My Career in the Air
There was much talk in the last century about the “world wide web” and how it would make available a national platform to anyone with something to say. And with the proliferation of weblogs and personal sites and bulletin boards, we may indeed soon become a nation of individual broadcaster-listeners, each sending out a highly individual program to a small audience, or just to ourselves.
The radio and the web are alike in this way, and sympathetic to each other-they share a primary emphasis on words over image, an abundance of channels all passively waiting for an audience, a vibrancy and idiosyncrasy, and both encourage instant feedback and conversation. That is perhaps part of the reason that transom.org, a website about radio, seems instantly, metaphysically appropriate.
Speaking of appropriate...
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In many ways, my now-very-occasional column on McSweeney’s “Ask A Former Professional Literary Agent,” is the radio program I always wanted to have-a kind of “Car Talk” for aspiring writers-and would still like to do were it not for the various controversies that chased me off the Boston airwaves forever.
But before the advent of the web, there was only one way to become a broadcaster, and that was by
1) convincing your high school’s French department substitute teacher that you should fill in for his two hour weekly radio program on the local college station,
2) quickly learning that the summer management of WMFO was either too busy or too sleepy to care who went on the air,
3) proving yourself by playing the same Billy Bragg and Tom Waits albums week after week, and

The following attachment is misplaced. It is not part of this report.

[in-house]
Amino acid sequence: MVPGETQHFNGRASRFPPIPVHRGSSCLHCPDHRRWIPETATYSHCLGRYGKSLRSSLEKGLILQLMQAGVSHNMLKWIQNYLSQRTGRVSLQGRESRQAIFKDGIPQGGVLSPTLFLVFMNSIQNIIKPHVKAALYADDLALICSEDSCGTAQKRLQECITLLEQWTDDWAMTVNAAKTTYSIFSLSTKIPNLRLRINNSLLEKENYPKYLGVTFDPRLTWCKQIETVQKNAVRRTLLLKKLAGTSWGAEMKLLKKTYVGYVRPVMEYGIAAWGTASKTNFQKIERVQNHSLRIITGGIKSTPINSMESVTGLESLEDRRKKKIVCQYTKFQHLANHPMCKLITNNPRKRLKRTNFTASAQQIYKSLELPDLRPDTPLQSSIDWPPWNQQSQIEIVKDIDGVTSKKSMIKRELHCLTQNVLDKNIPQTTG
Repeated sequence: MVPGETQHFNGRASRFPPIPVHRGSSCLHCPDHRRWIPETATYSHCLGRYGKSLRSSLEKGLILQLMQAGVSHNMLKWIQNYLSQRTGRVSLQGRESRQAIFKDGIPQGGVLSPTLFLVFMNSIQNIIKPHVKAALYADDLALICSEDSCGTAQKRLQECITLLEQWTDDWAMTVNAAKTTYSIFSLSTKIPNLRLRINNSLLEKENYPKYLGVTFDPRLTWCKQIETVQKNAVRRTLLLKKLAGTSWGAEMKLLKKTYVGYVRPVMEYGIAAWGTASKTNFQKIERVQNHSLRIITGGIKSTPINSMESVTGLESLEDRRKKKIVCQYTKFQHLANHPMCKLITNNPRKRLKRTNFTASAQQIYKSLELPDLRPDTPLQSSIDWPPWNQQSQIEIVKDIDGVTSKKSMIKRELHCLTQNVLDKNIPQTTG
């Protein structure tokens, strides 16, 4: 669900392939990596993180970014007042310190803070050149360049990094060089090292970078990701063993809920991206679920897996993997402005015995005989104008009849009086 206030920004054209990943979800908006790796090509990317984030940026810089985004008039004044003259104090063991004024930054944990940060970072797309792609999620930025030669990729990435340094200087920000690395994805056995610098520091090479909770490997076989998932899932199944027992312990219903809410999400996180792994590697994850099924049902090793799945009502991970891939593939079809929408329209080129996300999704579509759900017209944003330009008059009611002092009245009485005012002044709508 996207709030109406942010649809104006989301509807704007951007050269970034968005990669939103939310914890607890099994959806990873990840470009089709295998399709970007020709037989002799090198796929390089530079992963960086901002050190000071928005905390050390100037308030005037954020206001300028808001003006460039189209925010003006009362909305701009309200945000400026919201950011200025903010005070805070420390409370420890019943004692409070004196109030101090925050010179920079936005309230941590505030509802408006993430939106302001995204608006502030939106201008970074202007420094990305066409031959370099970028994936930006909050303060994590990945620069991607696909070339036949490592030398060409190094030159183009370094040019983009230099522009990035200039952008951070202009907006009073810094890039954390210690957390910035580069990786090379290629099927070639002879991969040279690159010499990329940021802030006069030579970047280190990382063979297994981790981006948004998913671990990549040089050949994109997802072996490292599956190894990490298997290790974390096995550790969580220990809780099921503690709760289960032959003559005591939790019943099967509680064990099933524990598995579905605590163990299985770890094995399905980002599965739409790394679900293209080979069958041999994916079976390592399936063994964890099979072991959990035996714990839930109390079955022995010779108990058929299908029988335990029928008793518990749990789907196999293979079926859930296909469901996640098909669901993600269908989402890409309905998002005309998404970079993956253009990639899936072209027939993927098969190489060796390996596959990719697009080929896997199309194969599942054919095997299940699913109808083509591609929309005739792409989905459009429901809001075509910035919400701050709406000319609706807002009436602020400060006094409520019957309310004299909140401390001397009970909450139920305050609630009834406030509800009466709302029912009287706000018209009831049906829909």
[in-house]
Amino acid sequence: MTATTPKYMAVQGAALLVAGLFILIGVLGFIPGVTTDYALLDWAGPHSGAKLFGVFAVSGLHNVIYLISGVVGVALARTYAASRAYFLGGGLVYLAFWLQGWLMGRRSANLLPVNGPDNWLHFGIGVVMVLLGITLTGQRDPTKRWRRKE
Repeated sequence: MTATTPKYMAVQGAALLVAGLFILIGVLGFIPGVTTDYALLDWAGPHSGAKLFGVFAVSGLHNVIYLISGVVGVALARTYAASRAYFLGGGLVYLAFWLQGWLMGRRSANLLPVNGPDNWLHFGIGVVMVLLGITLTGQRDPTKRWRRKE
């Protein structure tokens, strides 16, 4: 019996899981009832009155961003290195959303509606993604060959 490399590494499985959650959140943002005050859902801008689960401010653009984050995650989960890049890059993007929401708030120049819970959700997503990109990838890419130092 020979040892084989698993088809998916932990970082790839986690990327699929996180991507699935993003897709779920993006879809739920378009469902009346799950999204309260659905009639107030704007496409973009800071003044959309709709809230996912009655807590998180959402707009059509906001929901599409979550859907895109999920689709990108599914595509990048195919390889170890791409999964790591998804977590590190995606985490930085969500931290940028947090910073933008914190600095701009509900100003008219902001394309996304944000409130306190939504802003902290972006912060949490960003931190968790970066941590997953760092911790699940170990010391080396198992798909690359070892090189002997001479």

4) because you were not patently insane, being trusted with your own weekly two hour show at the tenderly pompous age of 17 for the benefit of a single repeat listener, whose name was Chris, and who was very depressed and would call every week pleading for something other than Billy Bragg.
I am happy to say that, if you follow these four simple steps, you too will be able host the famous radio program “Radio Consuelo” on Fridays, from four to six, from Studio A in Curtis Hall on the Tufts University Campus in Medford, MA from 1988-1989. I recently came across two recordings of this program, to my knowledge the only ones that exist. Jay Allison has very kindly agreed to make portions of these available to you via streaming audio. A guide to what you can hear there can be found via this link: Radio Consuelo Audio [See “Radio Consuelo” below].
It is a unique kind of torture to hear the 18-year old version of yourself talking about why compact discs will never replace vinyl, and I understand what I am doing when I give you these tapes. Unlike radio, the web does not dissolve into the air the moment it is created, and what you put out into it exists perpetually in the digital silt, searchable and trade-able and peer to peer file sharable. And while I doubt anyone will be interested in doing this, I now make it possible for three reasons: